Double-wishbone geometry introduces negative camber once ride height decreases. Fortunatel
It might be because you're cheap. Or maybe it's because you don't trust your Civic in the hands of the gas station apprentice. It doesn't really matter. Doing things yourself is almost always a good thing. It's that whole not knowing what you're doing part that can turn a cheap situation into a bad one, though. Fortunately, adjusting camber, caster, and toe isn't terribly difficult. Even the kid at the gas station can do it. But adjusting camber, caster, and toe in ways that won't wear your tires to the cords every other oil change or make your hatchback handle like mush can be.
Camber, Caster, And Toe: What You Think You Already Know
If you don't know what camber, caster, and toe are, then you probably shouldn't be doing your own alignment. In case you just forgot, though, follow along for a brief refresher.
Camber is simply the tilt of the wheel when viewed from the front of the car. Negative camber means the top of the wheel is tilted in, positive camber means it's tilted out. Most Hondas' camber settings are non-adjustable, so when the vehicle's ride height is lowered and camber naturally errs toward negative, there's not much you can do to correct it without some sort of aftermarket, adjustable alignment kit. Although some front strut suspensions, like those for the TSX, RSX, and newer Civics offer some play, it's negligible.
If you've got the adjustability, you can play with recommended camber settings for optimum handling, but there's really no better way to set up your suspension than to monitor tire temperatures with a tire pyrometer. The goal is to achieve an inside edge that's 5-10 degrees Fahrenheit hotter than the outside edge. You can get this with typically no more than 2.5 degrees of negative camber on a track-bound, FWD Honda. Any more than that is just asking for excessive tire wire and poor handling. Although toe is the number one culprit of tire wear, incorrect camber isn't far behind.
If your car begins to feel unstable, it might be worth looking into its caster settings. S
The poor man's alignment begins with a $20 box of linoleum tiles, a tape measure, some str
You can't align your Civic unless the ground it's sitting on is completely level. Since yo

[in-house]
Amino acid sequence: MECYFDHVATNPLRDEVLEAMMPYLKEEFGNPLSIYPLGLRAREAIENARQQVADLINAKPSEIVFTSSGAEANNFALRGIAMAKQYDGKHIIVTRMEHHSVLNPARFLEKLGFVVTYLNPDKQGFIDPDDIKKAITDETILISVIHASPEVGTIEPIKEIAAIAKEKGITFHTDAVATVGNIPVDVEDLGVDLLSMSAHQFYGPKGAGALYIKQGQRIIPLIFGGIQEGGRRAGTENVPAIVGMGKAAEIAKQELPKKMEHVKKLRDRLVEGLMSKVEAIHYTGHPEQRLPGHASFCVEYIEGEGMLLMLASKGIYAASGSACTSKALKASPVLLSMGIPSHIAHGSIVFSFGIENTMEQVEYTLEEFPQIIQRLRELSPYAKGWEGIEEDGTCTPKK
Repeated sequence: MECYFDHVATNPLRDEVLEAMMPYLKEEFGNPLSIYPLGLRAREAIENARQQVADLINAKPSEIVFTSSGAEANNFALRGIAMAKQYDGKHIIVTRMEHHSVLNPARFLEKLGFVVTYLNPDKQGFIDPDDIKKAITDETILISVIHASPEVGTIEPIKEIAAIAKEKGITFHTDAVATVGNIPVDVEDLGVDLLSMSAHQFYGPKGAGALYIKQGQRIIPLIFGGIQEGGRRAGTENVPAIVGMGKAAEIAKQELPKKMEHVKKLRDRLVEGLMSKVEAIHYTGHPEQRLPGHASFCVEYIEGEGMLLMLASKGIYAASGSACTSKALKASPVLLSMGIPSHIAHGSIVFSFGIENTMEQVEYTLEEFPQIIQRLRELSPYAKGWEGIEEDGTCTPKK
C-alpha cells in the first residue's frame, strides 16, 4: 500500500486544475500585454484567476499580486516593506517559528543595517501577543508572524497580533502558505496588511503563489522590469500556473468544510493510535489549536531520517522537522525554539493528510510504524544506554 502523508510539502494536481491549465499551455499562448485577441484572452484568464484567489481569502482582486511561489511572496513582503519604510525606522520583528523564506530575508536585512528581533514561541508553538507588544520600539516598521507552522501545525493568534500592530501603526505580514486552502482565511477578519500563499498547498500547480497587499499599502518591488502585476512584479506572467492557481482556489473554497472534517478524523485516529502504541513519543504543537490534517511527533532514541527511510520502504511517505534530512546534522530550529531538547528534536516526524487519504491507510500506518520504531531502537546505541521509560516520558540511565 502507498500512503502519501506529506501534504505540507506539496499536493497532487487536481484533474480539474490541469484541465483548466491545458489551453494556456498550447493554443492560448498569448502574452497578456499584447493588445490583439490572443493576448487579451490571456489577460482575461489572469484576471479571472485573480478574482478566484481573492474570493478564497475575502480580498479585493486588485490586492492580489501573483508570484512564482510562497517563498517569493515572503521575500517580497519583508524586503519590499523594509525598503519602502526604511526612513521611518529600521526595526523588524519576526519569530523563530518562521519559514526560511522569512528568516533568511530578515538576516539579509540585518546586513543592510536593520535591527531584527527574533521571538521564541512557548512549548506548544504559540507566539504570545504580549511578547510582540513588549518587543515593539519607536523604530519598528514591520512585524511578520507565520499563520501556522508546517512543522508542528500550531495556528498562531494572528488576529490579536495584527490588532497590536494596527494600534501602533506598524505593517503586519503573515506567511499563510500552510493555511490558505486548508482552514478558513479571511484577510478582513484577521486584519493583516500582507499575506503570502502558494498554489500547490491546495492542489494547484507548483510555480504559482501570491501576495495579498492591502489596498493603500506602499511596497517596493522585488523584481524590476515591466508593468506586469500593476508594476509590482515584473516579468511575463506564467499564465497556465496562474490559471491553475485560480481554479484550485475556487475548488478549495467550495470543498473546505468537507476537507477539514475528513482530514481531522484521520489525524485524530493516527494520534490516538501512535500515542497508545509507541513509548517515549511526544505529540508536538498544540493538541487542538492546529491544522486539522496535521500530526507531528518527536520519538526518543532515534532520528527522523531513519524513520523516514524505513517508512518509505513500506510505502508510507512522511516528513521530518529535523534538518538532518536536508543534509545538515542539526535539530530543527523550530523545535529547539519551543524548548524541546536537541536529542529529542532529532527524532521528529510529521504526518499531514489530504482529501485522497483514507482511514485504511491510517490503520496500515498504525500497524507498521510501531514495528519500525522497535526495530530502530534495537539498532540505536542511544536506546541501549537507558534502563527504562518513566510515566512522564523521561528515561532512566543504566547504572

Caster is the inclination of the steering axis when viewed from the side. Caster adds stability-or takes it away-and shouldn't be messed with on your street car. Turns out, you really can't on most Hondas anyway without shims and some fancy measuring. Unless yours is out of factory specification, don't mess with it.
Toe is the relationship of the front edges of the front or rear tires when viewed from above. Toe-in means the fronts of the tires are closer together than the rears of the tires. Toe-out means the opposite. All Hondas feature adjustable front toe and is often all that's messed with when you pay for the obligatory "four-wheel alignment." A small amount of rear toe-in can increase straight-line stability while a small amount of front toe-in can improve steering response. However, track settings will differ. For example, toe-out settings are often used up front for improved steering when turning into tighter corners. If tire wear is your number-one concern, aim for the specs in your service manual.
Preparing The Surface
Alignment racks, lasers, and precision measuring instruments are all well and good, but the poor man's alignment begins with some string, a box of linoleum tiles, and some salt. Whether you're working with lasers or string, though, whatever it is that you're aligning has to be level.
Since you're poor, chances are your garage floor isn't level. Position your car where you plan on performing the alignment and mark the ground next to each tire. Move the car and place a single 1/8-inch-thick linoleum floor tire next to the marks. You'll want to start with one tile where each tire was. Most linoleum tiles have an adhesive backside covered by paper. Don't remove it. With a tile at each corner, you've just raised the potential surface height by roughly 1/8 inch-but it's still not level.
You'll also need a bucket of the most accurate leveling device on Earth-water. A simple wa
Ideally, you want to locate the car's centerline. Don't even think about measuring the mid
Next, grab four jack stands and some string. Position one jack stand adjacent to and in fr
Next, ensure that the string is parallel to the chassis by measuring from each wheel cente
Whichever method you choose, don't touch the jack stands or string unless the car's been m
It's important that the string is near axle height or inline with the wheels' center caps.